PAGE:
By Hermann Luttmann
At Any Cost: Metz 1870 Rules
On the morning of August 16th, 1870 at the Gravelotte crossroads outside the fortress of Metz, Napoleon III, Emperor of the French Second Empire, turned over command of the Army of the Rhine to a reluctant Marshal Francois Achille Bazaine. The Army of the Rhine, the last intact field army and already the last hope for France during the two-week old Franco-Prussian War, was gathered around the protection of the Metz fortress complex. The Prussian First and Second Armies were sweeping forward, hot on the heels of the retiring French. But poor weather and a disorganized cavalry screen allowed the French army to break contact with the pursuing Prussians.Helmuth von Moltke, Chief of the Prussian General Staff, instructed his armies to wheel south of the fortress, cross the Moselle River and attempt to catch the French in flank. The only problem with this plan was – where were the French? The resulting two-day campaign produced some of the more remarkable battles in military history – the Battles of Mars-La-Tour and Gravelotte-St. Privat. These two battles produced over 60,000 casualties, with each army suffering equally. Both battles had significance not only for the Franco-Prussian War, but for the course of European history. In fact, Otto von Bismarck remarked at Versailles in January 1871: “What is certain beyond argument is that the war – and with it the future of Europe – was decided at Mars-la-Tour on 16 August 1870.”
At Any Cost: Metz 1870 is a game simulating the situation west of the Metz fortress during those few days of August 1870. The game is designed to be a playable, two-player brigade-scale game that allows players to experience the unique tactical warfare matchups that characterized fighting during the Franco- Prussian War. This era, though generally overlooked in the gaming industry, is a fascinating study in Napoleonic tactics (and uniforms) slamming head-on into modern killing technology. The Prussian military juggernaut is armed with the new steel Krupp breach-loading artillery pieces that far outclassed the French guns. Prussian doctrine, adapted to the lessons learned during the Austro-Prussian War of 1866, allowed junior officers to exercise initiative and aggressiveness. The French army, meanwhile, was armed with the modern and deadly Chassepot rifle, a firearm so advanced that many argue its deployment alone should have won the war for the French. In addition, the French army was now equipped with their ultimate secret weapon – the Mitrailleuse, which was the first machine gun used en masse. Moreover, the game system makes clear that the French soldier, despite misconceptions to the contrary, fought valiantly during these battles. By all rights, they could have – and should have - won many of these engagements. But leadership, morale and tenacity won the day for the Prussians. All these factors are seamlessly embedded into the At Any Cost game system and players will be challenged to utilize their advantages and minimize their disadvantages throughout the game. Will YOU as the Prussian player be able to withstand an early severe numerical disadvantage and use the brave audacity of the Prussian soldier and artilleryman to win the day? Can YOU as the French player overcome the lethargic and uninspired command structure of the Army of the Rhine and allow your tough and well-equipped infantry to fight unhindered?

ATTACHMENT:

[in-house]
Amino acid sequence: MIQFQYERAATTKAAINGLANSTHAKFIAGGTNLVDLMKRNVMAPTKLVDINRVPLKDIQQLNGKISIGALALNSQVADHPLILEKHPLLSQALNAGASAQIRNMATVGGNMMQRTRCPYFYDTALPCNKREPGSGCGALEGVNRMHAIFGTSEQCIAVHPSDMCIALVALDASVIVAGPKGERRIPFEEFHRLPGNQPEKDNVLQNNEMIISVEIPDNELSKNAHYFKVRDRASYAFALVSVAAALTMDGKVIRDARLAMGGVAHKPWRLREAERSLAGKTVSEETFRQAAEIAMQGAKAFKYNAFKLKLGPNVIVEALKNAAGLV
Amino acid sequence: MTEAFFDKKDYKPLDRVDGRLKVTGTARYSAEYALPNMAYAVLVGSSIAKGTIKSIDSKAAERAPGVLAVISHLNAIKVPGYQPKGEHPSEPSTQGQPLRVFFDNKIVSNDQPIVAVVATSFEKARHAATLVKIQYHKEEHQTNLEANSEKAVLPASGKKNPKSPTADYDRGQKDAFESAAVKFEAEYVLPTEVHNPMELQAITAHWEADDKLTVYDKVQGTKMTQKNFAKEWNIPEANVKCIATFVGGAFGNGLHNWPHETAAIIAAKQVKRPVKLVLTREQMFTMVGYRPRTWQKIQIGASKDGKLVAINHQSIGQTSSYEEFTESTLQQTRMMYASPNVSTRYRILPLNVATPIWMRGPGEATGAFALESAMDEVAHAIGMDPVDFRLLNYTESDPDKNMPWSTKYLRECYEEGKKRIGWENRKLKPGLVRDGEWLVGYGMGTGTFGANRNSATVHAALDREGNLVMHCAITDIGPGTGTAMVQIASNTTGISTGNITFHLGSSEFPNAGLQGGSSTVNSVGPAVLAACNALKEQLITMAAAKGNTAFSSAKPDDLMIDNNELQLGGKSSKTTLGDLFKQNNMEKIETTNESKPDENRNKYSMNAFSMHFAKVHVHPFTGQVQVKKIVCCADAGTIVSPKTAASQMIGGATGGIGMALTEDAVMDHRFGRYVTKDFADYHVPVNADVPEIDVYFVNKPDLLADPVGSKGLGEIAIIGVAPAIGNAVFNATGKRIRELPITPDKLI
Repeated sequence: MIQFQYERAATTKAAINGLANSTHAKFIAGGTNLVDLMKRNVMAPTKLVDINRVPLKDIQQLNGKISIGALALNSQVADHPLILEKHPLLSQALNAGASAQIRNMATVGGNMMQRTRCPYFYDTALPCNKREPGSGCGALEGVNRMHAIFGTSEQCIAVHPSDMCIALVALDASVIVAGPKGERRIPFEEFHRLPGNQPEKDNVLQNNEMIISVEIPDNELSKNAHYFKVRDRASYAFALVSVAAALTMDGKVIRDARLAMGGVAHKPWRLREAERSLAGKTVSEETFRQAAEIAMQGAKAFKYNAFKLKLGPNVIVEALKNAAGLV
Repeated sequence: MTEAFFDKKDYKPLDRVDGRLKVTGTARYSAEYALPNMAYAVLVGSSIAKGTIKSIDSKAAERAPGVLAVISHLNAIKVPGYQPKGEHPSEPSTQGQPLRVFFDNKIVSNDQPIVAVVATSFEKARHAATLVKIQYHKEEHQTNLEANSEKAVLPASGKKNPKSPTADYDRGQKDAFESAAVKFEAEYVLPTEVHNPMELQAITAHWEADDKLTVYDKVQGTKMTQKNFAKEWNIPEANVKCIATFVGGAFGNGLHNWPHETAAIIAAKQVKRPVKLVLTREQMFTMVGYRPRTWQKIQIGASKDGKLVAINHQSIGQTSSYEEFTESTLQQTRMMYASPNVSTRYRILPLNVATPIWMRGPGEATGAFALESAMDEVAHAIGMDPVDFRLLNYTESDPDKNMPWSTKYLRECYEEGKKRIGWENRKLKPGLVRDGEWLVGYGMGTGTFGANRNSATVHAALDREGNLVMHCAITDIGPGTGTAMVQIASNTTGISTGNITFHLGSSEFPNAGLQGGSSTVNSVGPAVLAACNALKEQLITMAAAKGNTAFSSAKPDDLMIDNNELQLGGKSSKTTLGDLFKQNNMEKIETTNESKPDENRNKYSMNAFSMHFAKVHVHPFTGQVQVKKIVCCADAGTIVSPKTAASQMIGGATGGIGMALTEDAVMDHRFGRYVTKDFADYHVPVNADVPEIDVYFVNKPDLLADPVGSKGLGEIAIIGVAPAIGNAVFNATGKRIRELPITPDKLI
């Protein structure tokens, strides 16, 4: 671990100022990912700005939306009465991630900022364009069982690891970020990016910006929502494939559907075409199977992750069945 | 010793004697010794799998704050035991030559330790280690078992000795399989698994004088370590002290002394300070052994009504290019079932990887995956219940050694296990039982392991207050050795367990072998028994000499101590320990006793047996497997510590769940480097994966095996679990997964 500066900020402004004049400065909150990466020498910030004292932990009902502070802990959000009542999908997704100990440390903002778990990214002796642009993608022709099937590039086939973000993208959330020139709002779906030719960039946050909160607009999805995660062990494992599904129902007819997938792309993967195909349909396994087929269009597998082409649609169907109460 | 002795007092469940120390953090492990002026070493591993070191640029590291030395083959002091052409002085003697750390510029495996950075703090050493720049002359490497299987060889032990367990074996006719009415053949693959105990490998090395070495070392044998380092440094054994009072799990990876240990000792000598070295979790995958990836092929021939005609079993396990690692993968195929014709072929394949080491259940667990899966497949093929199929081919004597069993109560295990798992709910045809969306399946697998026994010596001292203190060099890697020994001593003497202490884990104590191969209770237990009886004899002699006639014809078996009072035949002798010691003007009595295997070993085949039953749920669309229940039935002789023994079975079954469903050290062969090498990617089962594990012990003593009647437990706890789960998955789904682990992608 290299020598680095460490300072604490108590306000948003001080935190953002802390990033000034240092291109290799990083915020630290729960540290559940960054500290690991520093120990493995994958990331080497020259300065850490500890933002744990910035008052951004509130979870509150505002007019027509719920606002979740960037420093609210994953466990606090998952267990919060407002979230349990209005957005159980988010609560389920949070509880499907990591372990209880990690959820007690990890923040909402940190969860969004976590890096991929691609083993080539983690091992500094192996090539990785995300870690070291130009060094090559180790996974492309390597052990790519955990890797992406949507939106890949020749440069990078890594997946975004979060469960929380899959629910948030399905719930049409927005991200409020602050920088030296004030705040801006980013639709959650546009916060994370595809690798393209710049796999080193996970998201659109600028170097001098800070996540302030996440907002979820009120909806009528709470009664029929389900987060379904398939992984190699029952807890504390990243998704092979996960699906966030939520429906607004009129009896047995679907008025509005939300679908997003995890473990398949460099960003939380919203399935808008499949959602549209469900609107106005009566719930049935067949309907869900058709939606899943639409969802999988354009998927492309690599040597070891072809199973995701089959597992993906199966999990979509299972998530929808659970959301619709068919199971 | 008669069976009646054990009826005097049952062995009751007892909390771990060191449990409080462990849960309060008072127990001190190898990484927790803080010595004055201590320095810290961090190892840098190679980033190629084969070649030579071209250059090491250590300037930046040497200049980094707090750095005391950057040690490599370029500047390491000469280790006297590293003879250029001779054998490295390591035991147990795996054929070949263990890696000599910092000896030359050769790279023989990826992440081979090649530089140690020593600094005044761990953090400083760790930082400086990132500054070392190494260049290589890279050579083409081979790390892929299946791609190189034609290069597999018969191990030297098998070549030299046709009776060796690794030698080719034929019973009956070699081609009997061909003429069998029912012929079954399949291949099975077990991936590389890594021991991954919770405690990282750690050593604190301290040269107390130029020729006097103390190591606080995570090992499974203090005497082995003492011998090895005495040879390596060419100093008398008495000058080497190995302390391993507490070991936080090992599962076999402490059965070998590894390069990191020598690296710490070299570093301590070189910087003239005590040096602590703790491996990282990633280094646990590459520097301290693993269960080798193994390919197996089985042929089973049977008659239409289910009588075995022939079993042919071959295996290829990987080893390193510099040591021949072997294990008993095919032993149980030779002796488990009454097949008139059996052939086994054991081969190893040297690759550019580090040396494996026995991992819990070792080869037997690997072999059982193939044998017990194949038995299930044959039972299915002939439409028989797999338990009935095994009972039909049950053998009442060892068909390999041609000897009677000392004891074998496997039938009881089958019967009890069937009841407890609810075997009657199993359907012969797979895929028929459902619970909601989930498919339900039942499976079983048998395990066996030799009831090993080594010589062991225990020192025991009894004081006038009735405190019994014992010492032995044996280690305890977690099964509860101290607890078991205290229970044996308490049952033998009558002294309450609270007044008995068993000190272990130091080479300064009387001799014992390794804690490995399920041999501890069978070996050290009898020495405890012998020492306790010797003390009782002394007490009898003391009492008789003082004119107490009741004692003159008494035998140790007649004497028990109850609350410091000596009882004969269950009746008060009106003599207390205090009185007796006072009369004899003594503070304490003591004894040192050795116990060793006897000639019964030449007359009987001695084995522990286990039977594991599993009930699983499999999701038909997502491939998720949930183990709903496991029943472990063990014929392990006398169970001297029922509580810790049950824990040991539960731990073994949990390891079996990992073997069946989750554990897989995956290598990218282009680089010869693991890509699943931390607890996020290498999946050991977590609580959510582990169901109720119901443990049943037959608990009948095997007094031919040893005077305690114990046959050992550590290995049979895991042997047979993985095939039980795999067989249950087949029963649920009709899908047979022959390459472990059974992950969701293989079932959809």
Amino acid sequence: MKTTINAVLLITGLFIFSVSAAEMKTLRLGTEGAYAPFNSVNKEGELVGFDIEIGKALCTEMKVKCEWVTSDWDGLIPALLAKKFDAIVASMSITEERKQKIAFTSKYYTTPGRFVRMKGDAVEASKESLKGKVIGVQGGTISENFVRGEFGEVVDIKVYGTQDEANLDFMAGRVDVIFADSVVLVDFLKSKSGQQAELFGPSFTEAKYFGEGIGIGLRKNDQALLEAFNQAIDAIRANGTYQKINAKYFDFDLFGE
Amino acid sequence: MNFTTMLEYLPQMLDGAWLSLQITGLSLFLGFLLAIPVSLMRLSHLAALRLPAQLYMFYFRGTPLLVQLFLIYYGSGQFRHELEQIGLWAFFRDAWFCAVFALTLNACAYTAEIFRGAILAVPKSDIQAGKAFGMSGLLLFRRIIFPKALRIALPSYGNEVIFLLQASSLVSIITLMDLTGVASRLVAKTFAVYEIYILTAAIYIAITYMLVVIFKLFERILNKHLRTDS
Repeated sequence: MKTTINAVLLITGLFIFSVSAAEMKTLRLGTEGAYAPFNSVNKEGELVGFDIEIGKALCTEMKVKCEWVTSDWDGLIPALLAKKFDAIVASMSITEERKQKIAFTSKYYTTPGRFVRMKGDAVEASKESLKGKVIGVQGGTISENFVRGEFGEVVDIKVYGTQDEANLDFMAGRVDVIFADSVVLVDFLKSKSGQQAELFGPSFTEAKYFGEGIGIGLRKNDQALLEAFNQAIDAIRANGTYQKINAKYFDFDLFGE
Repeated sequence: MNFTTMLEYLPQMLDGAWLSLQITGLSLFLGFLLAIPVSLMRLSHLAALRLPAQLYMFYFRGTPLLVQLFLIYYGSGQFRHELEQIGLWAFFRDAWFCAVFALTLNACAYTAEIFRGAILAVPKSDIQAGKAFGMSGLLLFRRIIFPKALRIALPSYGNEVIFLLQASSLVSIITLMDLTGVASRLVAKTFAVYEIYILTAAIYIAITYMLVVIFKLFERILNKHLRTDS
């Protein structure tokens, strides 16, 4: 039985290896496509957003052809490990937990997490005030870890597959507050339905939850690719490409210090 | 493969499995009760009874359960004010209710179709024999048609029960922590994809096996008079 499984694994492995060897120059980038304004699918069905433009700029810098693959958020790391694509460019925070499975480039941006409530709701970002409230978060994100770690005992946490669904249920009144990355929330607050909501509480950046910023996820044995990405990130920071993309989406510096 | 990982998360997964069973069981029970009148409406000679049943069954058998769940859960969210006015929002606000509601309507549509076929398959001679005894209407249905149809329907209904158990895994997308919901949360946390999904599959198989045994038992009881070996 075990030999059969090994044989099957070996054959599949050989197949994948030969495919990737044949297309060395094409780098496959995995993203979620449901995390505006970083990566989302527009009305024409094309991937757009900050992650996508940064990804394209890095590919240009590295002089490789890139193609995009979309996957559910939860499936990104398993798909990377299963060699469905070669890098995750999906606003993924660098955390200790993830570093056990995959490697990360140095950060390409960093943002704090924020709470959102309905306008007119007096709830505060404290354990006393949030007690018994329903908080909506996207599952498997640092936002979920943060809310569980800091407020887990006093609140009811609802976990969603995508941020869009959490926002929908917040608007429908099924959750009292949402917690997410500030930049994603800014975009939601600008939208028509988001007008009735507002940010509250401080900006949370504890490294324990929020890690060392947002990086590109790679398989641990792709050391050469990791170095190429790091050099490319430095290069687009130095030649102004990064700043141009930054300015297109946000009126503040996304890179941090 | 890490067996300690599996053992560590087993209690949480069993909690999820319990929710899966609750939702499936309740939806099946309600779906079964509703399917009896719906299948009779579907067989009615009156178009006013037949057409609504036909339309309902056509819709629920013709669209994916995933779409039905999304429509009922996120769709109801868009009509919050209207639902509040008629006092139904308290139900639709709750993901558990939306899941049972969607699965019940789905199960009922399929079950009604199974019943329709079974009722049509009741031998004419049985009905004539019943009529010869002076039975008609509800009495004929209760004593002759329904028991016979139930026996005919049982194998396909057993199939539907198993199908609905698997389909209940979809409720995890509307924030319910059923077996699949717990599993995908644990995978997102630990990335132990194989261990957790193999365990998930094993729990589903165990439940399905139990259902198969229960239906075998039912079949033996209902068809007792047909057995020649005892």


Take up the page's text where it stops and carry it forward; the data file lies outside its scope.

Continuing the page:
At Any Cost: Metz 1870 also features the Blind Swords chit- pull system which emphasizes the three “FOWs” of military conflict: fog-of-war, friction-of-war and fortunes-of-war. With each chit pull, players will be challenged to make tough decisions based on their assessment of the current situation. Unlike traditional chit-pull mechanisms, the Blind Swords system ensures that no combat units can be counted on, or conversely, counted out. This yields an environment of tense action and constant surprises - an environment that will challenge each player…..
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